A Witches Duty

Craft Law holds that we have a variety of duties: to the Gods, to our fellow Witches, to our neighbours, and to the Earth.

Our duties to the Gods:
To the Gods we offer our devotion, freely given, for they demand no sacrifice of us. Our offer is simple enough: to share our acts of love and pleasure with Them when we feel so inclined. Those acts of love and pleasure go beyond the obvious ones that we share with our lovers in private moments – think of the taste of cool water on a hot day, or the beauty of the Moonrise on a clear night, or the sheer joy of music well-performed.

The Witch’s customary duty, and great pleasure, is to listen for the messages of the Gods. The Gods do not force us to listen to Their words, nor can other Witches tell whether we are or are not paying attention to the Gods. But all the same, we learn through the wise words of our teachers, and the example of our fellow Witches, that listening – actively and openly – to the Gods is a good thing to do. For sometimes the Gods lead us to the solution of difficult problems; sometimes They inspire us; sometimes They may challenge us to grow. Were we to block our ears to Them, we might miss those blessed opportunities.

Our duties to our fellow Witches:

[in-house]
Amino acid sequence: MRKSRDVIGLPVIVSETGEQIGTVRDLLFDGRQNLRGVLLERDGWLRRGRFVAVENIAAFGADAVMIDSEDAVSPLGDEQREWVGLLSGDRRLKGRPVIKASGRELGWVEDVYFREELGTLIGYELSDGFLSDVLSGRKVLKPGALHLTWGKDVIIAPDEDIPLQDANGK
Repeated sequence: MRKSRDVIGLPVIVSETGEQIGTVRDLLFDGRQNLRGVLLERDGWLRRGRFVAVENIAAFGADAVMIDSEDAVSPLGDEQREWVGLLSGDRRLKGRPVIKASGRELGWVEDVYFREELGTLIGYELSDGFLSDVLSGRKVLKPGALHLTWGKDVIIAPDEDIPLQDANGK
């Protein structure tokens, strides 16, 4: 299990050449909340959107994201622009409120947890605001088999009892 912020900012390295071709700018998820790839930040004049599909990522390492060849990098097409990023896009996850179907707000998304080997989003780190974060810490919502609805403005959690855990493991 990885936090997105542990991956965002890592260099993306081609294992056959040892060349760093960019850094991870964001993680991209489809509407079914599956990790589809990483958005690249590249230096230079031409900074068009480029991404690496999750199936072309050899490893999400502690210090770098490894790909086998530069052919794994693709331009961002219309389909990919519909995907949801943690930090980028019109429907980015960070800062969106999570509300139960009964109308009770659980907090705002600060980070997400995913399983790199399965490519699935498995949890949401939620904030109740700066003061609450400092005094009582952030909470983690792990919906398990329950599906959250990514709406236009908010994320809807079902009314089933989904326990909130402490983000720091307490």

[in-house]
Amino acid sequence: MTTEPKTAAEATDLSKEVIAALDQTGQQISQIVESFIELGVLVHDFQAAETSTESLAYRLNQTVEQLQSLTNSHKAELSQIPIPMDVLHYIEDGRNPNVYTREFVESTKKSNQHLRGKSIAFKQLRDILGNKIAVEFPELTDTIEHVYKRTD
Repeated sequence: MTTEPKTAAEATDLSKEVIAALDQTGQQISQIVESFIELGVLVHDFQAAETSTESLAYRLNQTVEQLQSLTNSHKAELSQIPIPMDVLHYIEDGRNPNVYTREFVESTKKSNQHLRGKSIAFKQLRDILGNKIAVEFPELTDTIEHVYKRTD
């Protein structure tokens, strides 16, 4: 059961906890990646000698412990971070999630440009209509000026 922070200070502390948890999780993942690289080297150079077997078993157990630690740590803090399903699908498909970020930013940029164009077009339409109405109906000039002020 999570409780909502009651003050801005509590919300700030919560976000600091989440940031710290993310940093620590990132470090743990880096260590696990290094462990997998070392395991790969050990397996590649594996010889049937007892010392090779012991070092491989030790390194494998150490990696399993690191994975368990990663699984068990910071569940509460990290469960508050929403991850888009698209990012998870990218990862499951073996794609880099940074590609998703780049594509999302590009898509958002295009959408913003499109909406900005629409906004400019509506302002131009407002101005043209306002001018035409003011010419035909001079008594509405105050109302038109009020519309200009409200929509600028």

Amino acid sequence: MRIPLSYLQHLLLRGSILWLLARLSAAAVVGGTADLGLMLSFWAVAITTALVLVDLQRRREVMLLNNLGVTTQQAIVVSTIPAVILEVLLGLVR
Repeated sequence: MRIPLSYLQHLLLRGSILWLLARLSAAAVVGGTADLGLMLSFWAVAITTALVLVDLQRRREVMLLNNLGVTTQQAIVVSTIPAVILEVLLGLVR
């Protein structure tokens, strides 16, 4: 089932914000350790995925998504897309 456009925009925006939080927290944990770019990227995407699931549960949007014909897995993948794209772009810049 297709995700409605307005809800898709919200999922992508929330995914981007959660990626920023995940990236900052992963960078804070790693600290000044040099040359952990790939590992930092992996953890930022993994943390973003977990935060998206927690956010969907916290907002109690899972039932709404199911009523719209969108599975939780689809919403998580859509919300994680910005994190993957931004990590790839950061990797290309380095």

We swear a significant Oath at Initiation, and our Oath binds us to act in certain ways towards our fellow Witches. As an obvious example, we owe them the duty to keep silent concerning their identities unless they clearly and explicitly grant us permission to name them as Witches. Likewise, we owe our colleagues the duty to be discreet about divulging the location, timing or nature of our rites; that duty requires that we remember that there may be unheralded listeners to our public conversations (the walls may have ears, you know!), people who might disrupt or threaten our exercise of our religion if they knew where and when we were gathering together.

We have a duty to learn all we can. No one person could ever master all the knowledge and skills that are relevant to our Craft. Neither are we interchangeable parts. Every human comes endowed with a unique combination of talents, interests, and temperaments. If we each develop our own potentials as fully as possible, we can become wonderful resources for each other. Sharing this diversity will enrich our covens and our community, and provide our own direct students with the best possible environment for their development.

We also owe each other some basic courtesies: no coven runs upon guesswork or happenstance, so it behoves us to let our fellow Witches know whether we will be able to join them for next week’s coven meeting. Likewise, we should be prepared to pitch in to get the groundwork done before and after Circle: the furniture moved and the floor swept, the candles trimmed, the dishes washed, the furniture put back again…

Our duties to our neighbours:
The Laws direct us to keep a book of recipes for all the potions that the world at large expects Witches to know, even though we may have no foreseeable use for such knowledge. The Laws also direct us to keep a separate book of curative knowledge, from which our Coven neighbours as well as our fellow Witches might derive great benefit.